Traditionally, demand levels would determine the overall condition of the oil market. Supply (and the investment required for that supply) would be based upon what demand told us.
Actually, oil never reflected the demand-supply relationship as well as other sectors of the market. Oil has an irritating habit of not reflecting what it should in the dynamics of market play. Until recently, petroleum economists would comment (or lament) about the demand inelasticity of oil. That means, due to the lack of available alternatives (especially in transportation), demand for oil products would not decline as the price rose.
Such a relationship has certainly been tested over the last several years. The New York market price for West Texas Intermediate benchmark crude (WTI) moved from a $147.27-per-barrel high in July of 2008 to below $33 by the end of that year, only to rise again to almost $114 by the end of April of this year. It's moved back down to the $85-$90 range since then.
We did witness some demand destruction in the summer of 2008, and then (to a much lesser extent) in the spring of this year, with the rise of prices at the pump to well over $4 a gallon.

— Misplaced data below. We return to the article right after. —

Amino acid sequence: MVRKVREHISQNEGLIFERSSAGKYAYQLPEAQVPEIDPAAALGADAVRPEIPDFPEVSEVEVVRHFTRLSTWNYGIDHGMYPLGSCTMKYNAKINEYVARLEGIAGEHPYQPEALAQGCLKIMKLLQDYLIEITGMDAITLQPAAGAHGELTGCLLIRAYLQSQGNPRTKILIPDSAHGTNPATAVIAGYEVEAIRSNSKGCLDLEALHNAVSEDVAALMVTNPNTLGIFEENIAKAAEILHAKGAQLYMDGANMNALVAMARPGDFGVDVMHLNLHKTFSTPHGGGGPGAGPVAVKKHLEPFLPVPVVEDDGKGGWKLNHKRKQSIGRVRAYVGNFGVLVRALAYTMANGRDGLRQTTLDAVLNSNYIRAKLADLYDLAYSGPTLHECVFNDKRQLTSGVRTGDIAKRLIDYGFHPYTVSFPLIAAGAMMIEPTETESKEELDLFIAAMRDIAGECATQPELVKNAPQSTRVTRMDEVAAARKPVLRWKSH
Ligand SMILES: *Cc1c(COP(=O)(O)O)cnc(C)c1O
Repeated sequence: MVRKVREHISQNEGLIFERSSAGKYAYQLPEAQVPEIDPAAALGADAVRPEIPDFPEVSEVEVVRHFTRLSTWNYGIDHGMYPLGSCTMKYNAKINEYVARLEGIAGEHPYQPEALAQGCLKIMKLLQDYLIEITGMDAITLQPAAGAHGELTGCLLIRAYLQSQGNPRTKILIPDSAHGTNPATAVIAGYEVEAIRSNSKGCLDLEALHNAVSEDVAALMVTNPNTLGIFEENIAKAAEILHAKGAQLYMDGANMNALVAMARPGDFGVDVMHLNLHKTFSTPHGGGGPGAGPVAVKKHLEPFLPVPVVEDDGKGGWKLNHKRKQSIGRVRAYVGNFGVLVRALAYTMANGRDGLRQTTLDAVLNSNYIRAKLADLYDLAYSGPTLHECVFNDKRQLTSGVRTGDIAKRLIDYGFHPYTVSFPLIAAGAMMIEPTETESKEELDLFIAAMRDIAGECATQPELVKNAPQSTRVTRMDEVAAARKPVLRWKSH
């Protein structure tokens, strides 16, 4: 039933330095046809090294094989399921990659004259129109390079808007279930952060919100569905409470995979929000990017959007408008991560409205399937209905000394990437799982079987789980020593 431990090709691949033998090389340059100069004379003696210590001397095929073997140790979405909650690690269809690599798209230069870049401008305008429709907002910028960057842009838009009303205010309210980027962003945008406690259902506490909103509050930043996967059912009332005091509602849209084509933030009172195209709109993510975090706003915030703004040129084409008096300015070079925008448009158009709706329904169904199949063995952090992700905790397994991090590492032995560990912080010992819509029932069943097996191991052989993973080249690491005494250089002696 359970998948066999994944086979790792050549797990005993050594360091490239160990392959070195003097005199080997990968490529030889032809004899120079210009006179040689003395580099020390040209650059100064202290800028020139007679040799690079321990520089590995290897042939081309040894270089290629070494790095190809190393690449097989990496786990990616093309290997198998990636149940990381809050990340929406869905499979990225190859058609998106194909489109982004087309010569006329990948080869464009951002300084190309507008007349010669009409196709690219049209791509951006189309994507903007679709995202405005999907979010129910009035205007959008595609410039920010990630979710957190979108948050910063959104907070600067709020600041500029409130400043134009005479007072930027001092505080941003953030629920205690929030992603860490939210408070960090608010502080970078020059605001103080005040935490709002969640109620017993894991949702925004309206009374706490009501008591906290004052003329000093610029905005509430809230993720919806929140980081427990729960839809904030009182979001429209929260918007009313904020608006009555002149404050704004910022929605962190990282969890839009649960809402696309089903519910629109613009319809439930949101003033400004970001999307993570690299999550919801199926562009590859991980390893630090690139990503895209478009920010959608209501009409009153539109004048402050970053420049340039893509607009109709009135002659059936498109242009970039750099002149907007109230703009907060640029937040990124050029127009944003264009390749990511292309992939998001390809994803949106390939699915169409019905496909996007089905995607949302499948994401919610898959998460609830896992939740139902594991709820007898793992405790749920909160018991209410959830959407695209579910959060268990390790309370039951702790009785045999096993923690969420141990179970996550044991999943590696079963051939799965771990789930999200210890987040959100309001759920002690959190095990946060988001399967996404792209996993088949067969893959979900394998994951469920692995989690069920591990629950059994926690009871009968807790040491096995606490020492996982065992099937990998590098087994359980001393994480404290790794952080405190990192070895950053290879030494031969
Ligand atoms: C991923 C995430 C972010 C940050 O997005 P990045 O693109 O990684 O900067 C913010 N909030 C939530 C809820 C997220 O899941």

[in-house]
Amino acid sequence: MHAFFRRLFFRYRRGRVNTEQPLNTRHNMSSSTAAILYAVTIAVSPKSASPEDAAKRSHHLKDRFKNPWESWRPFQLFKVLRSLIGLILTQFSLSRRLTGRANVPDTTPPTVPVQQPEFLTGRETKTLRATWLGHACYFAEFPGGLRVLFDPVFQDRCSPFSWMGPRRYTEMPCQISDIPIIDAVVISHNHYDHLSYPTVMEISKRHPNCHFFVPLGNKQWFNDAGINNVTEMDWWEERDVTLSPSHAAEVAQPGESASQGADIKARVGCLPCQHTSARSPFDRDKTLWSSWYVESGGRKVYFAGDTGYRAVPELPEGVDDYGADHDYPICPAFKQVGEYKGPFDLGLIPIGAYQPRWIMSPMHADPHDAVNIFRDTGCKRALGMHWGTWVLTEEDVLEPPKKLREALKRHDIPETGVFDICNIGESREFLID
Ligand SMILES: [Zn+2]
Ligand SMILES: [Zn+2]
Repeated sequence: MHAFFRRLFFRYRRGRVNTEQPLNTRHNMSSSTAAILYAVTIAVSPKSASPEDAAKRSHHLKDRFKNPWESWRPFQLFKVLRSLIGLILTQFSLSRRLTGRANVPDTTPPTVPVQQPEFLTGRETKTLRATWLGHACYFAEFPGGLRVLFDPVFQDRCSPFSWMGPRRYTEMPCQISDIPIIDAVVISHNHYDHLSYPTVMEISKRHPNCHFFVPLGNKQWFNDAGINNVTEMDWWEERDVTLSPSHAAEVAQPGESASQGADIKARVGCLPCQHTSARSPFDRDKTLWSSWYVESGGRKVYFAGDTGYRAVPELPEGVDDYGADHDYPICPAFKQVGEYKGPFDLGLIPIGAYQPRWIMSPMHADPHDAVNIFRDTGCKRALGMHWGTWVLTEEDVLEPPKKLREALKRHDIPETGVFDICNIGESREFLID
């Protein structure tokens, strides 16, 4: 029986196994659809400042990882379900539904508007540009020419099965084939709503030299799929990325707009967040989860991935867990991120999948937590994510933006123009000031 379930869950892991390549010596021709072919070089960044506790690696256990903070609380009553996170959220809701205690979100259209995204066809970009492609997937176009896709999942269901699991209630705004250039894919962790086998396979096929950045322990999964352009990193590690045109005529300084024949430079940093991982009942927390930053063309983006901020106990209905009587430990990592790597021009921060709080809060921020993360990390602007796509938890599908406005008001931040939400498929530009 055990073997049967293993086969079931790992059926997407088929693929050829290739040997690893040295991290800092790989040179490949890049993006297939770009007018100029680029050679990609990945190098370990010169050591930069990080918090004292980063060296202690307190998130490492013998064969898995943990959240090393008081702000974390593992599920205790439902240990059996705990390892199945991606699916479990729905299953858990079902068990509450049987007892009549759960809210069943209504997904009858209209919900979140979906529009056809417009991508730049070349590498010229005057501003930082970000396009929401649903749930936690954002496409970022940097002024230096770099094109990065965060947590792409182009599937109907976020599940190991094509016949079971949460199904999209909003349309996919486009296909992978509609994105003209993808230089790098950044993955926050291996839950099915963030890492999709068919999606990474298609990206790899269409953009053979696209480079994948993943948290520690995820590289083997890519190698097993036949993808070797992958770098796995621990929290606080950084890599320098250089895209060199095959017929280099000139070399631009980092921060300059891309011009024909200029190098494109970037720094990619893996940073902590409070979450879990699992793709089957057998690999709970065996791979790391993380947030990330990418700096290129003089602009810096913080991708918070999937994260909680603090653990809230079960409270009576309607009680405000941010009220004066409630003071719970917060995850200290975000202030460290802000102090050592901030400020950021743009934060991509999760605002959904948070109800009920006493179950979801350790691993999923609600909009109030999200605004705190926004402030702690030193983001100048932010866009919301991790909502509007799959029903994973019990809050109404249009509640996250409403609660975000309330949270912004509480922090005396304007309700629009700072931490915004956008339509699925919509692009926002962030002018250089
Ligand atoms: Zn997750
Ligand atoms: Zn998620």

Yet what must be remembered is the simple fact that developed countries no longer call the shots in oil demand.
This is now - officially - a global market.
On the production side, of course, it has been a global market for more than 50 years. The primary reserves are located in the Middle East, the former Soviet Union and offshore in places stretching from Vietnam and Australia to the Arctic basin. The supply side, therefore, has been global for some time.
But now the demand component also is global in scope
. This changes everything, as you'll see. And there's even a way to track this new (and more accurate) demand for oil.
Three "Crude" Shifts
By fixating on U.S. demand, analysts exhibit an out-of-date tendency. The description of the American market as "having less than 5% of the world's population yet consuming 25% of the world's energy" no longer has the impact it once did.
Yes, the United States remains one of the two largest end users internationally (the other being China
). But the spike in demand now is coming from developing parts of the world. As demand figures move laterally in North America and Western Europe, they are accelerating elsewhere.
Three elements are leading to this rise.
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